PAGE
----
Web Foundations
By Ophelie Lechat

onclick (HTML Attribute)

By Ophelie Lechat


onclick event handler captures a click event from
the users’ mouse button on the element to which the
onclick attribute is applied. This action usually
results in a call to a script method such as a JavaScript function, like


However, it can
also be used to run a script in situ:

onclick="alert('You are clicking on me');"

Note that this event attribute cannot be applied to the following elements:

  • applet
  • base
  • basefont
  • bdo
  • br
  • font
  • frame
  • frameset
  • head
  • html
  • iframe
  • isindex
  • meta
  • param
  • script
  • style
  • title


Clicking anywhere on the
div below will call a function, defined elsewhere,
called showStats():

<div onclick="showStats();">Figures for February’s racing.</div>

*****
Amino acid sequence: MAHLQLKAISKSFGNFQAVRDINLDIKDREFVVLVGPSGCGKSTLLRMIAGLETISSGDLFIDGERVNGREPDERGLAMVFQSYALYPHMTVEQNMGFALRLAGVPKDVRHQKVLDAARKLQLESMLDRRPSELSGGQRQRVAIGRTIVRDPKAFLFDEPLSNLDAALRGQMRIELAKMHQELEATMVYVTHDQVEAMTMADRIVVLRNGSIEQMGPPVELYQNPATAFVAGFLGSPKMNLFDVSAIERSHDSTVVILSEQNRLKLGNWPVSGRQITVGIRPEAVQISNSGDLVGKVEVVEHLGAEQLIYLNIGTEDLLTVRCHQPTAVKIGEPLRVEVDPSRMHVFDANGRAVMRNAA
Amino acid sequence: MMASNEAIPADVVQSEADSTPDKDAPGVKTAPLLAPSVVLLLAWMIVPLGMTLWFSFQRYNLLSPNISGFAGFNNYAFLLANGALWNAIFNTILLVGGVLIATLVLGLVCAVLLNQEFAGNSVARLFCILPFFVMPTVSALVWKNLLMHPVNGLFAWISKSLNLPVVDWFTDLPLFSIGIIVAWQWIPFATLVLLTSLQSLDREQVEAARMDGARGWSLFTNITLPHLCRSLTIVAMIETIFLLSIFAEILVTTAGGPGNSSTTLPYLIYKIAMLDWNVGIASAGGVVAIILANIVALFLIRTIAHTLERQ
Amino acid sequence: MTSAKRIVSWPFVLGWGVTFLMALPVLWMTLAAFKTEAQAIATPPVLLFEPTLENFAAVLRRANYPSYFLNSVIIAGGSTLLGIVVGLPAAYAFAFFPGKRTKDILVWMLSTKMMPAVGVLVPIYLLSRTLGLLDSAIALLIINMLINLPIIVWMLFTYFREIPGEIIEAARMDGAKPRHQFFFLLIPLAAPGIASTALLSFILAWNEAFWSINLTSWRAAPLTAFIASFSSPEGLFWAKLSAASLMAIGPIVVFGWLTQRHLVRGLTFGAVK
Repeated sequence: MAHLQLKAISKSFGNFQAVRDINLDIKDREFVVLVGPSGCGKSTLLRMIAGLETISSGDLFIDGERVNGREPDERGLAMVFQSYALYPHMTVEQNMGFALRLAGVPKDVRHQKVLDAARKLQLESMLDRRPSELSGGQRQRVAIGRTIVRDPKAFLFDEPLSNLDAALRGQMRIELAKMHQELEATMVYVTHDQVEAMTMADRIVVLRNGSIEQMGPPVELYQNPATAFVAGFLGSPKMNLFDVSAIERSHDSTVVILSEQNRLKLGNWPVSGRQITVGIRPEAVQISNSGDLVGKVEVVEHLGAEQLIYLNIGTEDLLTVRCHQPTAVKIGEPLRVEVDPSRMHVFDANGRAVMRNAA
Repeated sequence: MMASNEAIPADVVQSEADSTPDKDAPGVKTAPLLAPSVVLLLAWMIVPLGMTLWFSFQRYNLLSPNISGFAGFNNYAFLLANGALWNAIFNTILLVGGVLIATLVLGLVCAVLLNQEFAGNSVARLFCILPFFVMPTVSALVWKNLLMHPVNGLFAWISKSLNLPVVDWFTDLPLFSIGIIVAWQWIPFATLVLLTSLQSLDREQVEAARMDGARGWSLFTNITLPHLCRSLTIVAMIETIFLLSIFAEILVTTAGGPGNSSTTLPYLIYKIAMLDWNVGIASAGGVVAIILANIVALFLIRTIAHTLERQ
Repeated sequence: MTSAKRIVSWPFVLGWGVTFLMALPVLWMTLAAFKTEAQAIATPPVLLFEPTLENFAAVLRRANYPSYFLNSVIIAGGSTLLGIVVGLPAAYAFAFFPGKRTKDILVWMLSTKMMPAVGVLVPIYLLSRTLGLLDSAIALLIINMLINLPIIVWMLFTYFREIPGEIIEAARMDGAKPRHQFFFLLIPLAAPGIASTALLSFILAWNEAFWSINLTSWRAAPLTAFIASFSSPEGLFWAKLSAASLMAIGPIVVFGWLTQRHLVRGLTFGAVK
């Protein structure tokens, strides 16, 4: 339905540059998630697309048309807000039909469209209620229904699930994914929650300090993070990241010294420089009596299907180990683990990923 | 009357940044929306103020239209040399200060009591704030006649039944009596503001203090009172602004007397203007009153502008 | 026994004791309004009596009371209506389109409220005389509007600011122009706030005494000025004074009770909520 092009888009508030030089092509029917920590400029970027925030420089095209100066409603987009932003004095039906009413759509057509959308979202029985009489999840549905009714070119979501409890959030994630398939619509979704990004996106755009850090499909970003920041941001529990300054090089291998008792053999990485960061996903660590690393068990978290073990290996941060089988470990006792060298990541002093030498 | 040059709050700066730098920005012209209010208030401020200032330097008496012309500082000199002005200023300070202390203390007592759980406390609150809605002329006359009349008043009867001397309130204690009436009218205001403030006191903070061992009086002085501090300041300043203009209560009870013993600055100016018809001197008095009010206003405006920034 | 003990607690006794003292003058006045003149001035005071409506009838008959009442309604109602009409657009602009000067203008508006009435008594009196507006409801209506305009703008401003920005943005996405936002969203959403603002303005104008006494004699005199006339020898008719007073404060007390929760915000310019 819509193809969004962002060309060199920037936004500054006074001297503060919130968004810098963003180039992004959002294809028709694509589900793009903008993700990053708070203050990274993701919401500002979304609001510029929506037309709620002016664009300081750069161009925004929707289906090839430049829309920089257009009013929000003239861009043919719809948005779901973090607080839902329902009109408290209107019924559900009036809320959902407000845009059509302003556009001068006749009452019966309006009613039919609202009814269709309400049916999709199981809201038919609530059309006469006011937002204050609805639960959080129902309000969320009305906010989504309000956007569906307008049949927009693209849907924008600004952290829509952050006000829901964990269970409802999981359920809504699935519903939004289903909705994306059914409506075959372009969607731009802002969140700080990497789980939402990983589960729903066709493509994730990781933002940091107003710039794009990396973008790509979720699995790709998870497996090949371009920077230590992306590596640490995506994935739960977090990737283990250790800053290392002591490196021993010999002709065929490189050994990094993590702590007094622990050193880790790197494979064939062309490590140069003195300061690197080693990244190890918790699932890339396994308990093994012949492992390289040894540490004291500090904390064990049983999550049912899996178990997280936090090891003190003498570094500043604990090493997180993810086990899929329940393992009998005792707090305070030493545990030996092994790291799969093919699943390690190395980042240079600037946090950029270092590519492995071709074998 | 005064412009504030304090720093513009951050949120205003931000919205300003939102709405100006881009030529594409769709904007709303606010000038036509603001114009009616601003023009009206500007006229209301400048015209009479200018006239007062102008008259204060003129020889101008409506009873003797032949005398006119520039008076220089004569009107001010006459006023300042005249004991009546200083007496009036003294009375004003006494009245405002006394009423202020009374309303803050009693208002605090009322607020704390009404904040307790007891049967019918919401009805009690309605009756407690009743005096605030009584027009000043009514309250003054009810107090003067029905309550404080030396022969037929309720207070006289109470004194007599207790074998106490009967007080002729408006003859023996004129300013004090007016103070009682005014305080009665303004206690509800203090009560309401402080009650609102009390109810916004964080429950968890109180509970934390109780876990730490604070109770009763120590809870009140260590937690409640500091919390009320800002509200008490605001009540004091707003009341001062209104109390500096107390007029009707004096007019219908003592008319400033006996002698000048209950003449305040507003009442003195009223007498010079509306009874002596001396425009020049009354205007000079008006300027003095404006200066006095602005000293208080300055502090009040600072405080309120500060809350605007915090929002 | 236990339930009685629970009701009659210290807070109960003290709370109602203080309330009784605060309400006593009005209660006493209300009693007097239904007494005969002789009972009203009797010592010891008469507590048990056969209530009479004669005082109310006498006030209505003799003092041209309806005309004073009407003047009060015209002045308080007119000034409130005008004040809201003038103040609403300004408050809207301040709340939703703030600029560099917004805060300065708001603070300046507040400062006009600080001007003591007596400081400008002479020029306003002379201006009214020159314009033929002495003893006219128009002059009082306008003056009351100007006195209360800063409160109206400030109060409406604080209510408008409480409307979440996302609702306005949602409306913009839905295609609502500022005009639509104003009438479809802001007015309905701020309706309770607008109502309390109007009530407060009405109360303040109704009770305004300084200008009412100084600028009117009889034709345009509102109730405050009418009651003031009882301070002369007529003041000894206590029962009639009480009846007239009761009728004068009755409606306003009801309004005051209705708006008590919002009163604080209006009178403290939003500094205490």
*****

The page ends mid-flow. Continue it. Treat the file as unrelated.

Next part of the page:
This attribute has no fixed value.
It’s up to the author to decide on the scripting that’s included here, be
that a call to one or more defined functions, or a simple
alert() statement.

However, the likely values will be similar to


could also specify a value like this:


may also use a value like this:

onclick="alert('Hello world');window.close();"

that you can string several functions together, separating them with a
semicolon, as shown in the second and third examples


Internet Explorer Firefox Safari Opera
5.5 6.0 7.0 1.0 1.5 2.0 1.3 2.0 3.0 9.2 9.5
Full Full Full Full Full Full Full Full Full Full Full

Every browser listed supports this
attribute. However, inline event handlers such as this should be avoided.
In the same way that inline CSS styles are frowned upon but externally
defined CSS styles are considered good practice, inline event handlers
should be stripped out and replaced with events attached unobtrusively
through the DOM.

  • Sara Melad

    function fire without click please need help i use call function_php in button

    • Rajesh Wellington

      you can use onload()

  • Chris

    How to control other page by refresh the content?